TORONTO - The annual payment of $4 to members of First Nations under a treaty signed in 1850 has not been increased in 140 years and that is unfair, a group of chiefs is arguing as it takes the federal and Ontario governments to court.
The chiefs from the Robinson-Huron Treaty territory say the Anishnabek agreed under the treaty to share their lands and resources with newcomers and in return the Crown would pay annuities that were supposed to increase over time. But, they say, the last increase was in 1874 and they still receive just $4 per year.
"The Robinson-Huron Treaty anticipates and provides economic benefits for us in perpetuity," Chief Dean Sayers wrote in a statement.
"The annuity was intended to be our revenue stream, our share of the wealth generated by revenues from our territory, yet many of the beneficiaries live in poverty. This is not what our ancestors and the Crown agreed to."
There are 30,000 beneficiaries to the Robinson-Huron Treaty in 21 First Nations communities and their territory has generated "vast amounts of revenues" from forestry, mining and other resource development, the chiefs said in a statement.
"The treaty is explicit in stating that the annuities would increase if the resource revenue generated from the territory produced such an amount as to enable the increase without incurring a loss," the chiefs said.
The chiefs want an accounting of revenue generated since the treaty signing and for the annuities to be increased.
"This is a serious, long-standing breach of the Robinson-Huron Treaty and a breach of fiduciary obligation on the part of the Crown," Assembly of First Nations National Chief Ghislain Picard said in a statement.
"Canada has grown rich off the traditional territories of First Nations and both provincial and national economies benefit while too many of our communities and citizens face chronic poverty. This is clearly unfair and is not consistent with the Treaties and agreements we entered into in good faith with the Crown."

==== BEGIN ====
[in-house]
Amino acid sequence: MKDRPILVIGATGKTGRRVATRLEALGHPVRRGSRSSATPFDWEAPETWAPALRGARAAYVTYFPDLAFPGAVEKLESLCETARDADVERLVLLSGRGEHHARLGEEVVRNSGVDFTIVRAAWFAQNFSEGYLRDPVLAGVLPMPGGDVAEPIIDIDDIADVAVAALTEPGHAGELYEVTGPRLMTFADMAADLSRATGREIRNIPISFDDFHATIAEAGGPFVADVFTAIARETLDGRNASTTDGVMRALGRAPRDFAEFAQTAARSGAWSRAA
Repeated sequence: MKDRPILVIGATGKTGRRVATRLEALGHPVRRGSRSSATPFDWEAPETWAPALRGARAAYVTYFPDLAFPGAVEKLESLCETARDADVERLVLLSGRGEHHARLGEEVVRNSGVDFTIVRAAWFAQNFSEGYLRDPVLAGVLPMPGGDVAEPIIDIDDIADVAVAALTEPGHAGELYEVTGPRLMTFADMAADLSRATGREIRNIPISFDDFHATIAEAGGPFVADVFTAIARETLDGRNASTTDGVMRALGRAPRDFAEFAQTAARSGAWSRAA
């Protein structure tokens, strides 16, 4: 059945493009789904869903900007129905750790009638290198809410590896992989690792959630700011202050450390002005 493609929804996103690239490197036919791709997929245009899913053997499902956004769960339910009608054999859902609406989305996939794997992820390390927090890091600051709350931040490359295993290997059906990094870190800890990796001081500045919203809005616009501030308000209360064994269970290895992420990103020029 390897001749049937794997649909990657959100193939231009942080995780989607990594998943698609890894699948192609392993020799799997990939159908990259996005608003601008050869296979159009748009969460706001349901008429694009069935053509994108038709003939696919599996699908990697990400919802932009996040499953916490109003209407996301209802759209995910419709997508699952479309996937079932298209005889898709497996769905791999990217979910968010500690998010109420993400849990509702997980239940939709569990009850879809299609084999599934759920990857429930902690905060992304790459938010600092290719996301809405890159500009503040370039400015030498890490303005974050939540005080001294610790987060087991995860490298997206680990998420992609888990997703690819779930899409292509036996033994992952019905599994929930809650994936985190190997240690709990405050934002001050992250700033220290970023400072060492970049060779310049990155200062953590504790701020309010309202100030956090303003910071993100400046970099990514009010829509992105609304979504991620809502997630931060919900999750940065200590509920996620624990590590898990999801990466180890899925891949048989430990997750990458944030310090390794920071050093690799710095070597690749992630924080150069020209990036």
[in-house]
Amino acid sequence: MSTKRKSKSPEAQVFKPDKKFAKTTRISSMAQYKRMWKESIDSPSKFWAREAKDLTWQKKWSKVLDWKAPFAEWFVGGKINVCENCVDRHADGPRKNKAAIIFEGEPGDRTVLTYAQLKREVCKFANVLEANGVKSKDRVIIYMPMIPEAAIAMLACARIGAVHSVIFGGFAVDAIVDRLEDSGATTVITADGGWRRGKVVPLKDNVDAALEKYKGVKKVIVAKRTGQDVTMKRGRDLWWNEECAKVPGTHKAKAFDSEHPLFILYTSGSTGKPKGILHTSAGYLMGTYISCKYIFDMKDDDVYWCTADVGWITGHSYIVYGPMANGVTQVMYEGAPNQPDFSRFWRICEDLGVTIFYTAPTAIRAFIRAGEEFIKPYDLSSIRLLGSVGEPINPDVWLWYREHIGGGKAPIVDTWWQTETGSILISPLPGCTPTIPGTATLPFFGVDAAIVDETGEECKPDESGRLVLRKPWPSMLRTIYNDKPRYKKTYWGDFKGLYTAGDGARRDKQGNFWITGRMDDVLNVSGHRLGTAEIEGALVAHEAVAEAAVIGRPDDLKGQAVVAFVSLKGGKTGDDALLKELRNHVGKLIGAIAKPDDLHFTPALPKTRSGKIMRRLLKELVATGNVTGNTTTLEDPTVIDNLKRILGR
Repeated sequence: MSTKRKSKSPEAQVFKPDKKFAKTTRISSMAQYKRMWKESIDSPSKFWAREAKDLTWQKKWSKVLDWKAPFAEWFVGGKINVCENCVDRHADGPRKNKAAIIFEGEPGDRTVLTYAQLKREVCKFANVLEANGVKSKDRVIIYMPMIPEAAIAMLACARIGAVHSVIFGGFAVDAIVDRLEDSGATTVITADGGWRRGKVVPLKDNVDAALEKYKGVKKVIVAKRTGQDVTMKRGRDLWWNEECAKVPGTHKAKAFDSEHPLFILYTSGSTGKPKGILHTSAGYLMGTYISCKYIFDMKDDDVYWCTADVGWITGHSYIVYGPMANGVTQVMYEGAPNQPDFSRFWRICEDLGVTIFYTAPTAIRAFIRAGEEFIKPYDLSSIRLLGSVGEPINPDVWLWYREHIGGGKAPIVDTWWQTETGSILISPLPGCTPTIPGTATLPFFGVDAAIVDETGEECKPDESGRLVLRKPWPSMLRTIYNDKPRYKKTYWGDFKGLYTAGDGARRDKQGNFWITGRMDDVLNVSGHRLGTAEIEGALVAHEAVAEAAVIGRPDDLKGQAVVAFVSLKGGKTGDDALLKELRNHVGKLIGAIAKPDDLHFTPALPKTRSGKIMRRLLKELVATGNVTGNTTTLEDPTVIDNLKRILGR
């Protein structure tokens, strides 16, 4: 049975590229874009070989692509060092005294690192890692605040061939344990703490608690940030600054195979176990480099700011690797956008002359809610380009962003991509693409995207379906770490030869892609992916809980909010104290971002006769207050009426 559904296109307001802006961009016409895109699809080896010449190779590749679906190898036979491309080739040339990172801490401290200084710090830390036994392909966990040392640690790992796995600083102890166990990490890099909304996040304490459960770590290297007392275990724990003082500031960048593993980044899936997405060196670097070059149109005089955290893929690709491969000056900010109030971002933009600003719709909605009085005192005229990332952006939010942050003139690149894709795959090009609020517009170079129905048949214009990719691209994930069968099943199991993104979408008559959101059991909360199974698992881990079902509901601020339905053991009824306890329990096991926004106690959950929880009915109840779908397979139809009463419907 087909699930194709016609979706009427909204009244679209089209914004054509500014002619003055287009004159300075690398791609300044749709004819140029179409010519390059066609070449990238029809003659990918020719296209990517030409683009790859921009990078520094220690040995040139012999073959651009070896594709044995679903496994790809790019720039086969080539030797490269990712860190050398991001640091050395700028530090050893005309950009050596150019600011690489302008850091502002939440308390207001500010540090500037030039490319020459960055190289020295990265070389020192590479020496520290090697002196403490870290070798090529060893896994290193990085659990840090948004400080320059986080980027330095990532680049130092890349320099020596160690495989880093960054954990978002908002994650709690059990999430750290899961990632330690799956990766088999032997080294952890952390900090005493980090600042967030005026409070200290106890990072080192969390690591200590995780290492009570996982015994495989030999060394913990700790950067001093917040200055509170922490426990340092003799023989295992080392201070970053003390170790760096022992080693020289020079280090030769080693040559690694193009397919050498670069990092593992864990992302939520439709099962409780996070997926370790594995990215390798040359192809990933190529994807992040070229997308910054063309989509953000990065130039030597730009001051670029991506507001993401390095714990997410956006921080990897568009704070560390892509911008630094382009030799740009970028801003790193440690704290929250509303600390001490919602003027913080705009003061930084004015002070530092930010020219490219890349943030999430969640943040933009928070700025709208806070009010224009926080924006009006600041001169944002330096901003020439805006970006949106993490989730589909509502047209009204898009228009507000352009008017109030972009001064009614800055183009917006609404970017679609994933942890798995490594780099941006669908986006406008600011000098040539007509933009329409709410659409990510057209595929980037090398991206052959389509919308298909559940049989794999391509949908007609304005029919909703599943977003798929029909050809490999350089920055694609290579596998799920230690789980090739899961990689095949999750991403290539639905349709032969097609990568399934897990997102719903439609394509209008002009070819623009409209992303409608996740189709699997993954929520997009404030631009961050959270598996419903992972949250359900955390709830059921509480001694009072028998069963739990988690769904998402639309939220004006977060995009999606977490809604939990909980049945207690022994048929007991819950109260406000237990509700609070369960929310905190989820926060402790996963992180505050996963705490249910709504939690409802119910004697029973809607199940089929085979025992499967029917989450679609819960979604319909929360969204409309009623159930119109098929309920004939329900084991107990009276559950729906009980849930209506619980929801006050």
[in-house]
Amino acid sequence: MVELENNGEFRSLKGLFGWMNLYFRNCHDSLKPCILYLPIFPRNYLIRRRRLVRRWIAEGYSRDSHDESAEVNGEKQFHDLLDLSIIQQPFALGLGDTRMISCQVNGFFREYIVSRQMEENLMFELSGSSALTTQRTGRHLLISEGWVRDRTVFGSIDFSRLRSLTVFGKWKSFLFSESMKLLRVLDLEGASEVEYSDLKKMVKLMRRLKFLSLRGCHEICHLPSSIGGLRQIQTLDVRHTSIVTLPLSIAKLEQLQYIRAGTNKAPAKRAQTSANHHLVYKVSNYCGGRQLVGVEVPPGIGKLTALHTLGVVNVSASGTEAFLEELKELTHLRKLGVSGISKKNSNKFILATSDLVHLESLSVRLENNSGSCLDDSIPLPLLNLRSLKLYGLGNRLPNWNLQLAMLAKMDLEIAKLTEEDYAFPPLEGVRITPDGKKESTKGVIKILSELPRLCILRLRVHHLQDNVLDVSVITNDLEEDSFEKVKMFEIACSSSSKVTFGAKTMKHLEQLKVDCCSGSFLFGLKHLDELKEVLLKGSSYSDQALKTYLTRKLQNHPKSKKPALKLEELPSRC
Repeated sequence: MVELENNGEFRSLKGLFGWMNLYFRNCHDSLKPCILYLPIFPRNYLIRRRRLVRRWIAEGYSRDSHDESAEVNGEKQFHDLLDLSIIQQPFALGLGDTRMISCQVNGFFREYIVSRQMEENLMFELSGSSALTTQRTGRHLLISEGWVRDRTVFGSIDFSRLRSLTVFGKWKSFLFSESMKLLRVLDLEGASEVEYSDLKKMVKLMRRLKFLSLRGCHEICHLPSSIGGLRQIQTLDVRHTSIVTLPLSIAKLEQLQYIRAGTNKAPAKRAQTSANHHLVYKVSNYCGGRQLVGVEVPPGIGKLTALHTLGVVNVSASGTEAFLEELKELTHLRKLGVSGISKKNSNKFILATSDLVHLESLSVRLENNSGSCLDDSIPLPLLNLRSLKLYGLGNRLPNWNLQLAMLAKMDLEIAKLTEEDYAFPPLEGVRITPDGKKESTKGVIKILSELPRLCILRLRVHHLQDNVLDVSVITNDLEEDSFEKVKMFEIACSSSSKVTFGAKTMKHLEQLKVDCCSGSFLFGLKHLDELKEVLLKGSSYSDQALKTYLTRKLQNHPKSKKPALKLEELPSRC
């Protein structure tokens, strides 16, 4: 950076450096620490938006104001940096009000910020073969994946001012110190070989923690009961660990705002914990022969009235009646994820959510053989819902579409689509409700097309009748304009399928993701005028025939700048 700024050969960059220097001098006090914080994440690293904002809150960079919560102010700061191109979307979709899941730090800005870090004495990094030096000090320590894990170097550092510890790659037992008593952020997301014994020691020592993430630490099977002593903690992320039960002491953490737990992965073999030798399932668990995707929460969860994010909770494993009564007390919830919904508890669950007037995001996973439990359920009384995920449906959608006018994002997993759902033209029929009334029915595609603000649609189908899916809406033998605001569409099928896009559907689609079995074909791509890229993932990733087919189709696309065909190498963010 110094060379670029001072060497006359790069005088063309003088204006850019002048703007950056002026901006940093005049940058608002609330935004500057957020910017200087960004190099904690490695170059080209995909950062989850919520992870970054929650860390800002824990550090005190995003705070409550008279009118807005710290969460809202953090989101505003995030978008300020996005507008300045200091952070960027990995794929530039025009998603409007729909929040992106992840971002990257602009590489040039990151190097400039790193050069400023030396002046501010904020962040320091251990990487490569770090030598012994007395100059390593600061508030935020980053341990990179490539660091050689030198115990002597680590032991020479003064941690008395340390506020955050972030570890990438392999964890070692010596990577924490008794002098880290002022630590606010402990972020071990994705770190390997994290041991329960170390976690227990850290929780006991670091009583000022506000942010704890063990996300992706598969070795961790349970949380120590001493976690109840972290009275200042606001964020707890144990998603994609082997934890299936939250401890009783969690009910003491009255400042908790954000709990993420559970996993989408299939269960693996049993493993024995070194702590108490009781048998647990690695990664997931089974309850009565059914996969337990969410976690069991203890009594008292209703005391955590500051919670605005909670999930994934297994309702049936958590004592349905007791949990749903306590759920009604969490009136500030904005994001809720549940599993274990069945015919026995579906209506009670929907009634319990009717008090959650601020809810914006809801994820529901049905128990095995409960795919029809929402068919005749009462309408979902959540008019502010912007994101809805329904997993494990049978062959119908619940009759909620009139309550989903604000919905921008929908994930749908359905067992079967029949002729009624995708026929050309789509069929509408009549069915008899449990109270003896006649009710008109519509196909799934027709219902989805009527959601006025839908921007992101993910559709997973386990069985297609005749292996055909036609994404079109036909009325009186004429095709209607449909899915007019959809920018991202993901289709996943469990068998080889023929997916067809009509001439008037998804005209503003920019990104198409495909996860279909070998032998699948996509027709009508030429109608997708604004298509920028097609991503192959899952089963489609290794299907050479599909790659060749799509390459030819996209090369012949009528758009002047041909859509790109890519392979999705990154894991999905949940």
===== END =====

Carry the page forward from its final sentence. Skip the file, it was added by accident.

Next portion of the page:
The allegations have not been proven in court.
Ontario's aboriginal affairs ministry wouldn't comment on the specific treaty because of the legal action, but said in a statement that it is "moving forward with a new treaty strategy," including $7.9 million over three years announced in the last budget.
Ontario "is committed to meeting the province's constitutional and other obligations in respect of Aboriginal Peoples," the ministry said in an email.
A spokeswoman for Aboriginal Affairs and Northern Development Canada said in an email that the department has not yet seen a statement of claim, so it couldn't comment further.
The Ontario NDP's aboriginal affairs critic said it would be "fair and honourable" for the government to sit down and work out a framework for honouring the terms of the treaty.
"I also think that this government as with its other progressive promises talks a good game when it comes to honouring First Nations and respecting treaties and their treaty rights, so I'm interested to see how the government and the minister in particular proposes to address this historic oversight," said Sarah Campbell.
Also on HuffPost